How to Grow Anthurium Plants
In the Marantaceae the junction between petiole and lamina is a swollen pulvinus or geniculum, which turns the lamina into a favorable position to light. A pulvinus is also found in some Zingiberaceae and Araceae. Curiously enough, in Anthurium oerstedianum and some other Araceae, the pulvinus has its position on the petiole halfway between its base and the lamina.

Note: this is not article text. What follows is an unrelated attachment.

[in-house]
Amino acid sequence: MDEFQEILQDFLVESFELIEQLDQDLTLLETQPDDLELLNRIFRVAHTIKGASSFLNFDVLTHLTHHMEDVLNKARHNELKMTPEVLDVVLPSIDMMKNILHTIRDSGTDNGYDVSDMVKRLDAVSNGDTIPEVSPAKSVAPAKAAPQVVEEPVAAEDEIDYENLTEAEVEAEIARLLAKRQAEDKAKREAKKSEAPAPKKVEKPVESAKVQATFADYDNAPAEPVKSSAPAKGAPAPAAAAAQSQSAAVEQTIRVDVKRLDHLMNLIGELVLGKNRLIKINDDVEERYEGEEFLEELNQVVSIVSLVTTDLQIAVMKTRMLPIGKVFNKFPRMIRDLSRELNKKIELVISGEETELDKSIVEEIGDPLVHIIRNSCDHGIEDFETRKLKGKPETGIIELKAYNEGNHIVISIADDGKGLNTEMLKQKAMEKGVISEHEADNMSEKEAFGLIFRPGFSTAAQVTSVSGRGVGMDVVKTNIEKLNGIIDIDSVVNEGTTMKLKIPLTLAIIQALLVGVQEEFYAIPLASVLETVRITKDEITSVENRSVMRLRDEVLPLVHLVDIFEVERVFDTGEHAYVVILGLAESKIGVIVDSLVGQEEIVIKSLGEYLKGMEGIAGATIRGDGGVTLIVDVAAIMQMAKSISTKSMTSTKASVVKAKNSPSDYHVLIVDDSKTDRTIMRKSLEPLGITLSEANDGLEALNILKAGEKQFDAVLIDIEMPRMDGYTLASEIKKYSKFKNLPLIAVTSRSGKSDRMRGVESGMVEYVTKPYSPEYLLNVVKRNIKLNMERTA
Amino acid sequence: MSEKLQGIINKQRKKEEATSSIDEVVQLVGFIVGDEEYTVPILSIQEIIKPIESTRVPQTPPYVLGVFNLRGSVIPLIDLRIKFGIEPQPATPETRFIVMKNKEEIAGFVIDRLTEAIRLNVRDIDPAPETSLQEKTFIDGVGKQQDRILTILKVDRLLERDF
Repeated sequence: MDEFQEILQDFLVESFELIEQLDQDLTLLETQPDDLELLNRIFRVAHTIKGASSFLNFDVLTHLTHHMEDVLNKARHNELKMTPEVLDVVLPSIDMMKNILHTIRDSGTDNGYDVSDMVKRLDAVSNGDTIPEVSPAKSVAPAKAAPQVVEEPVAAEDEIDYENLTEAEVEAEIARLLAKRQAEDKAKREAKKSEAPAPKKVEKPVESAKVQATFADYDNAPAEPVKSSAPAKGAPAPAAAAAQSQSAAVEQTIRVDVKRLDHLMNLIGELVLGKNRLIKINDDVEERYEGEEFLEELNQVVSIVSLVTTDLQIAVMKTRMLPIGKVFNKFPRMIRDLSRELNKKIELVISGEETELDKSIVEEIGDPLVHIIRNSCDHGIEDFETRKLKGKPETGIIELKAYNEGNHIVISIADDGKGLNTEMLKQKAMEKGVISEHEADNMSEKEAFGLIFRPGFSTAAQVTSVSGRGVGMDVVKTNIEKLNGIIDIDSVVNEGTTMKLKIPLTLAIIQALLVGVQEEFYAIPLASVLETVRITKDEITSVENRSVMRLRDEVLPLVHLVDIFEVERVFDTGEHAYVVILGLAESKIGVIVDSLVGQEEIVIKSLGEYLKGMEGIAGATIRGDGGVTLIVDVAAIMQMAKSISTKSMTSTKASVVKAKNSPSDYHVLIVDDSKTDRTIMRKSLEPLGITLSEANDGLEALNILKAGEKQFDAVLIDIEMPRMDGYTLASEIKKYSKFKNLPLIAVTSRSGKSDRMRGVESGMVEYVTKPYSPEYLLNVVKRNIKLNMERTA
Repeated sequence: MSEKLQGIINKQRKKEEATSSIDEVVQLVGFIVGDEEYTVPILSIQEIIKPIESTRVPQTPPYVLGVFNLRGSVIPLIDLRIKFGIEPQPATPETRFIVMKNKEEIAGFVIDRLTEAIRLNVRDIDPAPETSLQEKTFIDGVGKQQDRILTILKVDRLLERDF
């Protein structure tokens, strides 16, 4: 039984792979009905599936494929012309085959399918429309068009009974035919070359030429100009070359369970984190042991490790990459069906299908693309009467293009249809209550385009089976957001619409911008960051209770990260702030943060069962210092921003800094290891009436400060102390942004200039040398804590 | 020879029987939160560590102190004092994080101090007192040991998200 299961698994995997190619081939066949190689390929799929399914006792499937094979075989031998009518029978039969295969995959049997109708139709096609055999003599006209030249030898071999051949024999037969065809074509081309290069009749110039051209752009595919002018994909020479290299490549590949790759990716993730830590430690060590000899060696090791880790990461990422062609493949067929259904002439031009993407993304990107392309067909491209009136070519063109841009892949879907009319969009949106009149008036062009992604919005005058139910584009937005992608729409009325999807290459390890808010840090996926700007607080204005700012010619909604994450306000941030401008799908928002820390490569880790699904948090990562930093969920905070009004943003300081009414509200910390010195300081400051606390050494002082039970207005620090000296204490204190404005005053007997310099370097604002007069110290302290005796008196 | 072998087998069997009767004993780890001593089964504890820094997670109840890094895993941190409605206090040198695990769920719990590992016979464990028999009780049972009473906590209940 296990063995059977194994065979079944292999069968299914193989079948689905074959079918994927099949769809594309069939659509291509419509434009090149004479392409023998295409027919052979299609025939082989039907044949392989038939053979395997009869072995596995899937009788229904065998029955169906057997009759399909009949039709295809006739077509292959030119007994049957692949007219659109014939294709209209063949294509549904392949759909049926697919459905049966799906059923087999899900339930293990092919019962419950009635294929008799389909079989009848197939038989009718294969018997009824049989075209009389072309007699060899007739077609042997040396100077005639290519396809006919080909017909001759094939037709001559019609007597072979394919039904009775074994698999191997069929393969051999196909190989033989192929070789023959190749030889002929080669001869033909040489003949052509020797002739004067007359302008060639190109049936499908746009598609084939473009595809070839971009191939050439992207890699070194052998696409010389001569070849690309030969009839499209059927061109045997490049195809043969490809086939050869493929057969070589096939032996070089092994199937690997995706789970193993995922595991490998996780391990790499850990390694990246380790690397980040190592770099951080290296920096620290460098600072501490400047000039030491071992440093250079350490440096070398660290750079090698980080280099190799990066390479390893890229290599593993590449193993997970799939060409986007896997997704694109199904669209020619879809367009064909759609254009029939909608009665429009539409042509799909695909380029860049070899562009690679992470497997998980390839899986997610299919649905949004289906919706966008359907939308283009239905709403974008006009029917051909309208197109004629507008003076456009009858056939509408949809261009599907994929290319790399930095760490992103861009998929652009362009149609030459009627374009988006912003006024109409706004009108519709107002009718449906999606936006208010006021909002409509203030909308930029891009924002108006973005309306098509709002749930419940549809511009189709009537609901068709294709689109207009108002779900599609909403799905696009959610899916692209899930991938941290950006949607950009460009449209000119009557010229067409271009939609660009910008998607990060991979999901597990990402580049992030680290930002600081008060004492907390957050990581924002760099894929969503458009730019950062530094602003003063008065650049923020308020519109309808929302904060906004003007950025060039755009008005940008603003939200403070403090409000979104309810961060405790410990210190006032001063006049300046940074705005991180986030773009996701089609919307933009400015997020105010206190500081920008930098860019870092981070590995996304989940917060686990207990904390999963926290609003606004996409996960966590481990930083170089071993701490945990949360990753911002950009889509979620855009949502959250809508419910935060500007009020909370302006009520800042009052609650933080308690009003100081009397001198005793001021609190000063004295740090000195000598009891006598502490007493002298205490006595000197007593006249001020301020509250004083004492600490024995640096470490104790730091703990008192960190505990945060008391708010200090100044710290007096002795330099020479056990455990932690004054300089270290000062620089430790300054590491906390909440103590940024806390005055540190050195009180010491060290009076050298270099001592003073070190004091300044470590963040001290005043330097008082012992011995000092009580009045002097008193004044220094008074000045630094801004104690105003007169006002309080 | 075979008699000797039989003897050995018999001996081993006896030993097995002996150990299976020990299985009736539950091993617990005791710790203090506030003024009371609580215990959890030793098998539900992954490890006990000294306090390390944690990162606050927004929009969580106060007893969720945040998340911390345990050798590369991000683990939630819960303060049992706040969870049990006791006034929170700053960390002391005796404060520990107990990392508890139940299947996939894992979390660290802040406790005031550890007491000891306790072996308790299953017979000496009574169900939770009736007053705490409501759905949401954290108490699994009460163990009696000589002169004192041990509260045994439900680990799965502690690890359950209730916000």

Spp., Neomarica) produce nectar in perigonal gland fields, the gland fields being unicellular hairs. This type seems to be unique in monocots. There are also androecial nectaries (some Hydrocharitaceae and Alismataceae Colchica-ceae, Hemerocallidaceae, Hanguanaceae, and Cyclanthaceae), and rarely nectaries seated on the back of carpels (Paepalanthusi Aponogetona-ceae ). Finally, in some Araceae the stigma (Arum, spp. of Anthurium) or staminodes (Spathicarpa) exude nectar. All these glands are of the epithelial type.
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